The New Zealand Dollar (NZD), also known as the Kiwi, is a well-known traded currency among investors. Its value is broadly determined by the health of the New Zealand economy and the country’s central bank policy. Still, there are some unique particularities that also can make NZD move. The performance of the Chinese economy tends to move the Kiwi because China is New Zealand’s biggest trading partner. Bad news for the Chinese economy likely means less New Zealand exports to the country, hitting the economy and thus its currency. Another factor moving NZD is dairy prices as the dairy industry is New Zealand’s main export. High dairy prices boost export income, contributing positively to the economy and thus to the NZD.
The Reserve Bank of New Zealand (RBNZ) aims to achieve and maintain an inflation rate between 1% and 3% over the medium term, with a focus to keep it near the 2% mid-point. To this end, the bank sets an appropriate level of interest rates. When inflation is too high, the RBNZ will increase interest rates to cool the economy, but the move will also make bond yields higher, increasing investors’ appeal to invest in the country and thus boosting NZD. On the contrary, lower interest rates tend to weaken NZD. The so-called rate differential, or how rates in New Zealand are or are expected to be compared to the ones set by the US Federal Reserve, can also play a key role in moving the NZD/USD pair.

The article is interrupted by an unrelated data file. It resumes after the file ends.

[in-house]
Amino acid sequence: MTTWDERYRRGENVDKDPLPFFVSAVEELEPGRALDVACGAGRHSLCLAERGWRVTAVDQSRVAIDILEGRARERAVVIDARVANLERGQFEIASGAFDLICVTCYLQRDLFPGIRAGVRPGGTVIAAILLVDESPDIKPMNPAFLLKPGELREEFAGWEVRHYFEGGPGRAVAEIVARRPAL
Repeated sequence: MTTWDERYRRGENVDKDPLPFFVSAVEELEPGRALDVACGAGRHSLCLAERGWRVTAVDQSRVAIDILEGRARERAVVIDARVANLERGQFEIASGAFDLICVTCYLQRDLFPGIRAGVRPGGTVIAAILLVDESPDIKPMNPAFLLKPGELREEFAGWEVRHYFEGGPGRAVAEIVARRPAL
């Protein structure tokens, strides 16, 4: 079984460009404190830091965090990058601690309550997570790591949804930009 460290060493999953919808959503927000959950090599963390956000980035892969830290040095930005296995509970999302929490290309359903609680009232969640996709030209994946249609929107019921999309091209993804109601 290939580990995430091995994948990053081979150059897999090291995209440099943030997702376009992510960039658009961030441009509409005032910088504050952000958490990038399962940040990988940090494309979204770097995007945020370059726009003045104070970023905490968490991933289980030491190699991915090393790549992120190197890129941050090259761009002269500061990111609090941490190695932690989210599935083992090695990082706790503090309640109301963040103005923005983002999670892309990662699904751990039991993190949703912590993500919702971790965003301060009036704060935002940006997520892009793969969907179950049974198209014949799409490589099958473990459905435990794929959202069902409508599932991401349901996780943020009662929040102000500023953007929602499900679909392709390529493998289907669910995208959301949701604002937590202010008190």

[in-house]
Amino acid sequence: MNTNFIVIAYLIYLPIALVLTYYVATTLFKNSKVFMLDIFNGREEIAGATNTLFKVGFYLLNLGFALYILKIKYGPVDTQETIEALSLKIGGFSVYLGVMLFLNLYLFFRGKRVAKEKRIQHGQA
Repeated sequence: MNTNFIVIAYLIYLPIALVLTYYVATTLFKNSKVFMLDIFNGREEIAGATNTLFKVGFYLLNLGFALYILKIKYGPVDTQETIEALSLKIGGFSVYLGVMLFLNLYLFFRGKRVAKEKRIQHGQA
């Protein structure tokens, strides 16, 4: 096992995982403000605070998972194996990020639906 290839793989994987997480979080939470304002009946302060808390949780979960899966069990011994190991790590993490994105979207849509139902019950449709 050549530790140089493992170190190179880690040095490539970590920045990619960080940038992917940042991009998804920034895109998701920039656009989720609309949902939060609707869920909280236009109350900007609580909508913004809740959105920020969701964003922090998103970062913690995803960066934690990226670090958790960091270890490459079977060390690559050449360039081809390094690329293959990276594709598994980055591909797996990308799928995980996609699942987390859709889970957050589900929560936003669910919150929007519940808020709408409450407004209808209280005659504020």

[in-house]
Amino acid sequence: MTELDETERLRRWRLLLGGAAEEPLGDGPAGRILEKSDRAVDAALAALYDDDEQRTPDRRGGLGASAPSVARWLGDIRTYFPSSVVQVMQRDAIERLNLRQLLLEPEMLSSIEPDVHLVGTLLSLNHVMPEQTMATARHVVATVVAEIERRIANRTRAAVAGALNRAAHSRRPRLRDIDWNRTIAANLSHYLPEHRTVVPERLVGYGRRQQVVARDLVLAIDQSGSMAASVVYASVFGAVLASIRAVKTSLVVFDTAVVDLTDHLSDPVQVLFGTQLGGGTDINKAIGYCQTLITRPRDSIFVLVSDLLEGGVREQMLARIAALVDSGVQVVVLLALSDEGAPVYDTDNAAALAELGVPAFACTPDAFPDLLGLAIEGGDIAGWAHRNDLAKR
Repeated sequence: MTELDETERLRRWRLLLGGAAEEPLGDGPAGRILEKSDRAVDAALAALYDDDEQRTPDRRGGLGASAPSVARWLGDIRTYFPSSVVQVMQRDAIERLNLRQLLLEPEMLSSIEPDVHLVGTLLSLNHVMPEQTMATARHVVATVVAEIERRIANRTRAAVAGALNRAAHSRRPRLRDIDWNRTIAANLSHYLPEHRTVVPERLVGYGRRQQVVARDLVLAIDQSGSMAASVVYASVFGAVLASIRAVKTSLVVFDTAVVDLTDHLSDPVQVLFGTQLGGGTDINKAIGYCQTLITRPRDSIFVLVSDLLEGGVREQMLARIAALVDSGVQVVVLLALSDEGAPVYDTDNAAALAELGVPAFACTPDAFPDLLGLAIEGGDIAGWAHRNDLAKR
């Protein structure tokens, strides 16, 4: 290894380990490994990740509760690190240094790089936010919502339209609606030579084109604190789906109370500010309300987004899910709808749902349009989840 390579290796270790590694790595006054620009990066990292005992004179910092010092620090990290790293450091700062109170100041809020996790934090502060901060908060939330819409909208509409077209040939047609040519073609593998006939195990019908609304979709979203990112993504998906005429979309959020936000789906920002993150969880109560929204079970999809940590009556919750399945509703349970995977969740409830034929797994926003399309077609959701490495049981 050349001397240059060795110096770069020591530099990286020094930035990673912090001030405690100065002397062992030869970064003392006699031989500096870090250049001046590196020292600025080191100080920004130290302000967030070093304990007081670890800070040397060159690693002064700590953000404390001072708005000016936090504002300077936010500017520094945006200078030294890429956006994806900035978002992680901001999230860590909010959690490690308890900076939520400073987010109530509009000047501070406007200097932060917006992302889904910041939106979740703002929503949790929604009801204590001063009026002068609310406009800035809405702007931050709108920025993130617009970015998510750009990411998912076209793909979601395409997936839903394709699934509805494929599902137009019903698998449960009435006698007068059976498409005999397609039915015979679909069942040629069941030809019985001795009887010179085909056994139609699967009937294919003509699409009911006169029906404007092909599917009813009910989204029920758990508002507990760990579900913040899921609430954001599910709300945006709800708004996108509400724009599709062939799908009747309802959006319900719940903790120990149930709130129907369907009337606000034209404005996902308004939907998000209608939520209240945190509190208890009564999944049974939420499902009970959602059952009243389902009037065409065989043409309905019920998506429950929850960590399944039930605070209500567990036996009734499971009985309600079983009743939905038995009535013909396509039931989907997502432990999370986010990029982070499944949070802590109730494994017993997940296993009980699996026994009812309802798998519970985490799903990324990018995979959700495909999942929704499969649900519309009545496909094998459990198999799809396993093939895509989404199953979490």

Macroeconomic data releases in New Zealand are key to assess the state of the economy and can impact the New Zealand Dollar’s (NZD) valuation. A strong economy, based on high economic growth, low unemployment and high confidence is good for NZD. High economic growth attracts foreign investment and may encourage the Reserve Bank of New Zealand to increase interest rates, if this economic strength comes together with elevated inflation. Conversely, if economic data is weak, NZD is likely to depreciate.
The New Zealand Dollar (NZD) tends to strengthen during risk-on periods, or when investors perceive that broader market risks are low and are optimistic about growth. This tends to lead to a more favorable outlook for commodities and so-called ‘commodity currencies’ such as the Kiwi. Conversely, NZD tends to weaken at times of market turbulence or economic uncertainty as investors tend to sell higher-risk assets and flee to the more-stable safe havens.